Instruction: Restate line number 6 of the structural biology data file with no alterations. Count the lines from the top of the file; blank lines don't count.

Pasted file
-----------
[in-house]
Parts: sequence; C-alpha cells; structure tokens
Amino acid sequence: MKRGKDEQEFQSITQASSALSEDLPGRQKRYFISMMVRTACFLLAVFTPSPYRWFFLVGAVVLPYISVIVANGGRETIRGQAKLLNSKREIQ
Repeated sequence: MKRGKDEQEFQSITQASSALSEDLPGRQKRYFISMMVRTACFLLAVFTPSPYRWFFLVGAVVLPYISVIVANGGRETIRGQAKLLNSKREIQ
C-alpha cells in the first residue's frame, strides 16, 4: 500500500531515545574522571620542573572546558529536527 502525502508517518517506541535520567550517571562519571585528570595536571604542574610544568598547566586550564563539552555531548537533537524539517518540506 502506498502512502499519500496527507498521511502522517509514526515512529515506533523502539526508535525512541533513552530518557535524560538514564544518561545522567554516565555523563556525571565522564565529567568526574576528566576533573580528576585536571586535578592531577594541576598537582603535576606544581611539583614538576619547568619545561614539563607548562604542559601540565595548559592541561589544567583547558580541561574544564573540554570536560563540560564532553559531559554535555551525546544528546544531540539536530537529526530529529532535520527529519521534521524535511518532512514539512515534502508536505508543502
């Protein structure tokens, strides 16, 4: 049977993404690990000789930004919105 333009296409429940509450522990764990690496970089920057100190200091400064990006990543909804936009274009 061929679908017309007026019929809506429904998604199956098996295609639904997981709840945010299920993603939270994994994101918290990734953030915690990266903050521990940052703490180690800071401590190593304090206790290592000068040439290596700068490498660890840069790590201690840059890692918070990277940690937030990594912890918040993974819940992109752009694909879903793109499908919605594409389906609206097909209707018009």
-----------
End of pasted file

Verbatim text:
């Protein structure tokens, strides 16, 4: 049977993404690990000789930004919105 333009296409429940509450522990764990690496970089920057100190200091400064990006990543909804936009274009 061929679908017309007026019929809506429904998604199956098996295609639904997981709840945010299920993603939270994994994101918290990734953030915690990266903050521990940052703490180690800071401590190593304090206790290592000068040439290596700068490498660890840069790590201690840059890692918070990277940690937030990594912890918040993974819940992109752009694909879903793109499908919605594409389906609206097909209707018009």